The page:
The PMBus protocol would permit multisourced power-management products. Also, OEMs will be able to control compliant power converters through a standard set of commands. The PMBus specification has two parts. Part I includes the general requirements. It also defines the transport and electrical interface and timing requirements of hardwired signals. Part II defines the command language used with the PMBus.
The most recent version of the specification, 1.1, is dated February 5, 2007. The original version, 1.0, was released March 28, 2005. The most significant change in Version 1.1, Part I, is the increase in permissible bus speed from 100 to 400 kHz. Accomplishing this requires an increase in the drive levels of the I/O pins. To comply with the PMBus specification, devices must meet certain qualifications:
They must meet all requirements of Part I of the PMBus specification.
They must support at least one of the non-manufacturer-specific commands given in Part II of the PMBus specification.
If a device accepts a PMBus command code, it must execute that function as described in Part II of the PMBus specification.
If a device doesn't accept a given PMBus command code, it must respond as described in the Fault Management and Reporting section of Part II of the PMBus specification.
Upon application of power, PMBus devices must start up and begin operation in a controlled manner, as programmed internally or externally, without requiring communication from the serial bus.
The PMBus protocol covers a wide range of power-system architectures and converters. However, not all PMBus devices must support every available feature, function, and command. Here, the term "devices" refers to the specific power-management product; that is, IC, power converter, power supply, etc.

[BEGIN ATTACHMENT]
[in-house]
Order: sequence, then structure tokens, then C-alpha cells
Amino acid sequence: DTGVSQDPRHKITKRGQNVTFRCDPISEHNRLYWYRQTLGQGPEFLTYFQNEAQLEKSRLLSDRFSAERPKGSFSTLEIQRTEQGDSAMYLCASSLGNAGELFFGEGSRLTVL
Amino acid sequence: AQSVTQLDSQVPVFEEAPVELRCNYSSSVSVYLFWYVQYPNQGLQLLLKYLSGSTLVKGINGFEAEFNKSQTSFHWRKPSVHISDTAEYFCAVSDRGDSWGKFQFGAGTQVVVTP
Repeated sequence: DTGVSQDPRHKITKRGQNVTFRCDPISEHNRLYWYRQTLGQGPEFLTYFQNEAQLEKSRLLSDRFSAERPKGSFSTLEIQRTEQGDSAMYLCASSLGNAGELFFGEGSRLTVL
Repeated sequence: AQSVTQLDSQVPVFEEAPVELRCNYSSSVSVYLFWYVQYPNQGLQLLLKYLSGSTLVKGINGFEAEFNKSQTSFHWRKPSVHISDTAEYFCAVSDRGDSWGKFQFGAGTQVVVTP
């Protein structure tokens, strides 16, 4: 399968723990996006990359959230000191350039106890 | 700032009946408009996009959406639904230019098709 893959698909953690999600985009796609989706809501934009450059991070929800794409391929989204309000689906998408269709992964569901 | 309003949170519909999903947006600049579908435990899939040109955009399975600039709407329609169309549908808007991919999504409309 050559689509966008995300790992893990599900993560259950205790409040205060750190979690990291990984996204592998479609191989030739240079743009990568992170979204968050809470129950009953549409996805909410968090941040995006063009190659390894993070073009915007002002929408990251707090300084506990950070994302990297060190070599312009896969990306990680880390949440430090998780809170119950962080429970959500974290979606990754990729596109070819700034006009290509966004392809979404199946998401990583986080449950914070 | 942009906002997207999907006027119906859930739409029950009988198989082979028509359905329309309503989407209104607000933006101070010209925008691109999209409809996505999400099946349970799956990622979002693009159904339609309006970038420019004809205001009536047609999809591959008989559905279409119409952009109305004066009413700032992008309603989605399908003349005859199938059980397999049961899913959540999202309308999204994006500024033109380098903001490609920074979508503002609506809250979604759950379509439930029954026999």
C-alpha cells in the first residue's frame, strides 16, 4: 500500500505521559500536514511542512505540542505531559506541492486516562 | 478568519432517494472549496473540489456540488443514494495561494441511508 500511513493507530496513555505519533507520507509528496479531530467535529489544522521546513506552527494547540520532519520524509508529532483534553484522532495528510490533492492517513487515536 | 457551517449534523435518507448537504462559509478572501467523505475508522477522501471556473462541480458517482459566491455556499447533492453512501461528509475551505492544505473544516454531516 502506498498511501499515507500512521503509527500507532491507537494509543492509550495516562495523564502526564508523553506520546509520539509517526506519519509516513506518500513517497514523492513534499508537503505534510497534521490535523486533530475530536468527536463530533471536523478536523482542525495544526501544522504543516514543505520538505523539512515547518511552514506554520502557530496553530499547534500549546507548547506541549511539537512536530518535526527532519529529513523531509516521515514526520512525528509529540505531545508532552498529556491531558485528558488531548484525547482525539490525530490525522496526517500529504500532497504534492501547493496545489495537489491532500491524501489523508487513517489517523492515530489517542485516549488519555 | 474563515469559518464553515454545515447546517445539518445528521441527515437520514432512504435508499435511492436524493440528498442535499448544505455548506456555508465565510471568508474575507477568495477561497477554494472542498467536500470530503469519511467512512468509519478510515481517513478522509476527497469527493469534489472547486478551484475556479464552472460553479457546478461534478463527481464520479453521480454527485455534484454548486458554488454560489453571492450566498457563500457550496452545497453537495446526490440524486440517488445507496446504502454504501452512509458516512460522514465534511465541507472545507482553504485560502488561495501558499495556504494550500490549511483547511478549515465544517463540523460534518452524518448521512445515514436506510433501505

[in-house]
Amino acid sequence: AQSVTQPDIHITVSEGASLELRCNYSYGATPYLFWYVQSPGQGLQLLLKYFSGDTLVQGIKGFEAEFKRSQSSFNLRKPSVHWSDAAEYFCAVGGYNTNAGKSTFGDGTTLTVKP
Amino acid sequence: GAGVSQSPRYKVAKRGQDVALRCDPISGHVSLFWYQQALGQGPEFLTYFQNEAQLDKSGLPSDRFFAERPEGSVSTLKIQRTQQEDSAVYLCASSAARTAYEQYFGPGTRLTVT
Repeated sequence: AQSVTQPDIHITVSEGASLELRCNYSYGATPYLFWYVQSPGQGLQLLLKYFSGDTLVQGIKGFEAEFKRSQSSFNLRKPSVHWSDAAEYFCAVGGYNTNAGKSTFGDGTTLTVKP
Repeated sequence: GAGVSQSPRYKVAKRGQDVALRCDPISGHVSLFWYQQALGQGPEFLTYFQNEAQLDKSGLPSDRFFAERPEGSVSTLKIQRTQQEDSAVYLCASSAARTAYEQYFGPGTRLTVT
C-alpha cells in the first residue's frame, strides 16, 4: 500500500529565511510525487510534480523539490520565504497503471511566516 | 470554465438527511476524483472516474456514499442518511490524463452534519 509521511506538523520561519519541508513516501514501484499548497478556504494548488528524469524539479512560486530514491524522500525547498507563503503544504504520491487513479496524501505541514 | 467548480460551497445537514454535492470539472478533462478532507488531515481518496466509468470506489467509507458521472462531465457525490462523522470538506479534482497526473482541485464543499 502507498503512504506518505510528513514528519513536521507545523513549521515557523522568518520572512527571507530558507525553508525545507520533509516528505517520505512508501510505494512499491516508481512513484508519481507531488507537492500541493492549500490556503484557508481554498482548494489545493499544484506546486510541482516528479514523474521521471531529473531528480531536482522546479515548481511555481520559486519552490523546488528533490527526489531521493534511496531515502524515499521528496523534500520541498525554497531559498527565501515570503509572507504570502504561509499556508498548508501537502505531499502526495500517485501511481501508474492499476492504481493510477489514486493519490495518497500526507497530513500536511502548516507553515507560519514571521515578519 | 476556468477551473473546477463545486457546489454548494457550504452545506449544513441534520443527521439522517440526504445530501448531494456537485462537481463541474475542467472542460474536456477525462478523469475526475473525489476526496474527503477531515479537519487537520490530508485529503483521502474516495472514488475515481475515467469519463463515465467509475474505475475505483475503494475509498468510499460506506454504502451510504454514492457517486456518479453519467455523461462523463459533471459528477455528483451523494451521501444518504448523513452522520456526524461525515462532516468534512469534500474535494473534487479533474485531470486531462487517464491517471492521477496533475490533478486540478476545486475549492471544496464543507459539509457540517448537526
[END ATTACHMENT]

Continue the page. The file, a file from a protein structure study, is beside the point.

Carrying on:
The protocol includes the ability to program fault or warning levels for a power-conversion device. Fault conditions are more serious than warning conditions. They may require the PMBus device to disable the output and stop the transfer of energy to the output. For fault conditions, you can program the PMBus device to respond by shutting down immediately and latching off, shutting down, and retrying, or continuing to operate for a specified delay time before shutting down.
Z-ONE VERSUS PMBUS
A major difference between ZOne and PMBus is the way power-management tasks are partitioned. Z-One splits the power-management responsibilities between a firmware-enabled Digital Power Manager and
a POL-based digital pulse-width-modulator (DPWM) IC. The PMBus requires designers to program the computer according to the PMBus protocol, with much of the intelligence residing in a system controller.
Another difference is that the Z-One system operates only with dc-dc converters, whereas the PMBus operates with dc-dc and ac-dc converters. Plus, many more Z-One products are now available than PMBus products, though more companies support PMBus than the Power-One's Z-Alliance.